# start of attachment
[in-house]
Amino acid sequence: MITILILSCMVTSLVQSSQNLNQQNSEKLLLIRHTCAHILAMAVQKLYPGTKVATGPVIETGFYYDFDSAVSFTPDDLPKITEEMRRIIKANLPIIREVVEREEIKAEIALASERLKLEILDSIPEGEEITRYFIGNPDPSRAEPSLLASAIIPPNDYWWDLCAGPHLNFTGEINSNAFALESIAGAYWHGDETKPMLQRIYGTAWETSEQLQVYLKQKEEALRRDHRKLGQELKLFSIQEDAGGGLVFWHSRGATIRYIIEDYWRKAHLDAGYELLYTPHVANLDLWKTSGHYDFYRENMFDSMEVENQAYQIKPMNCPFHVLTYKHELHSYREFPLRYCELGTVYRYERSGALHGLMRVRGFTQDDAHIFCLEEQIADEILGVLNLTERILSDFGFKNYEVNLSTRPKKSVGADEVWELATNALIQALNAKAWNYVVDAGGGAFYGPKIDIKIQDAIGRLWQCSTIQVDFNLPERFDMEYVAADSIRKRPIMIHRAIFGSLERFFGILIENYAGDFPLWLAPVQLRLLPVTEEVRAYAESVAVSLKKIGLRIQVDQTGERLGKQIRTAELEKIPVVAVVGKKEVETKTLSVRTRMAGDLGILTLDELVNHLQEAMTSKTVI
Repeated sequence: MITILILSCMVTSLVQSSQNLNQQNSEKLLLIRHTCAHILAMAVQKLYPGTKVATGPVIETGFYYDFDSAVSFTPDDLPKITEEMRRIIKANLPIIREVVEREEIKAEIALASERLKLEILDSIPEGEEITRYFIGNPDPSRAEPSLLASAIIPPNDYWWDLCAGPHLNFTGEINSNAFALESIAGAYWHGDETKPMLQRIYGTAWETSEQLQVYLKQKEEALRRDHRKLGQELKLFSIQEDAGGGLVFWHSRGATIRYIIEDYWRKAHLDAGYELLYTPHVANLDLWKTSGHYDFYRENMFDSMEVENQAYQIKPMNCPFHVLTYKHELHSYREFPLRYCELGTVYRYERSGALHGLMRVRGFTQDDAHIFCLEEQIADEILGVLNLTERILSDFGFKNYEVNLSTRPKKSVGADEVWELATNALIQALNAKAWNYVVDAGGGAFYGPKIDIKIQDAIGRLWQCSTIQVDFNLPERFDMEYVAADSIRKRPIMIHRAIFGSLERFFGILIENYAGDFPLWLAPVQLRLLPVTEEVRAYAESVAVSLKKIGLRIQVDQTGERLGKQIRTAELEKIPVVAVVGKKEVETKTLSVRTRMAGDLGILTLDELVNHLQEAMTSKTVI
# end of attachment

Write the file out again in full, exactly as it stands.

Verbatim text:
[in-house]
Amino acid sequence: MITILILSCMVTSLVQSSQNLNQQNSEKLLLIRHTCAHILAMAVQKLYPGTKVATGPVIETGFYYDFDSAVSFTPDDLPKITEEMRRIIKANLPIIREVVEREEIKAEIALASERLKLEILDSIPEGEEITRYFIGNPDPSRAEPSLLASAIIPPNDYWWDLCAGPHLNFTGEINSNAFALESIAGAYWHGDETKPMLQRIYGTAWETSEQLQVYLKQKEEALRRDHRKLGQELKLFSIQEDAGGGLVFWHSRGATIRYIIEDYWRKAHLDAGYELLYTPHVANLDLWKTSGHYDFYRENMFDSMEVENQAYQIKPMNCPFHVLTYKHELHSYREFPLRYCELGTVYRYERSGALHGLMRVRGFTQDDAHIFCLEEQIADEILGVLNLTERILSDFGFKNYEVNLSTRPKKSVGADEVWELATNALIQALNAKAWNYVVDAGGGAFYGPKIDIKIQDAIGRLWQCSTIQVDFNLPERFDMEYVAADSIRKRPIMIHRAIFGSLERFFGILIENYAGDFPLWLAPVQLRLLPVTEEVRAYAESVAVSLKKIGLRIQVDQTGERLGKQIRTAELEKIPVVAVVGKKEVETKTLSVRTRMAGDLGILTLDELVNHLQEAMTSKTVI
Repeated sequence: MITILILSCMVTSLVQSSQNLNQQNSEKLLLIRHTCAHILAMAVQKLYPGTKVATGPVIETGFYYDFDSAVSFTPDDLPKITEEMRRIIKANLPIIREVVEREEIKAEIALASERLKLEILDSIPEGEEITRYFIGNPDPSRAEPSLLASAIIPPNDYWWDLCAGPHLNFTGEINSNAFALESIAGAYWHGDETKPMLQRIYGTAWETSEQLQVYLKQKEEALRRDHRKLGQELKLFSIQEDAGGGLVFWHSRGATIRYIIEDYWRKAHLDAGYELLYTPHVANLDLWKTSGHYDFYRENMFDSMEVENQAYQIKPMNCPFHVLTYKHELHSYREFPLRYCELGTVYRYERSGALHGLMRVRGFTQDDAHIFCLEEQIADEILGVLNLTERILSDFGFKNYEVNLSTRPKKSVGADEVWELATNALIQALNAKAWNYVVDAGGGAFYGPKIDIKIQDAIGRLWQCSTIQVDFNLPERFDMEYVAADSIRKRPIMIHRAIFGSLERFFGILIENYAGDFPLWLAPVQLRLLPVTEEVRAYAESVAVSLKKIGLRIQVDQTGERLGKQIRTAELEKIPVVAVVGKKEVETKTLSVRTRMAGDLGILTLDELVNHLQEAMTSKTVI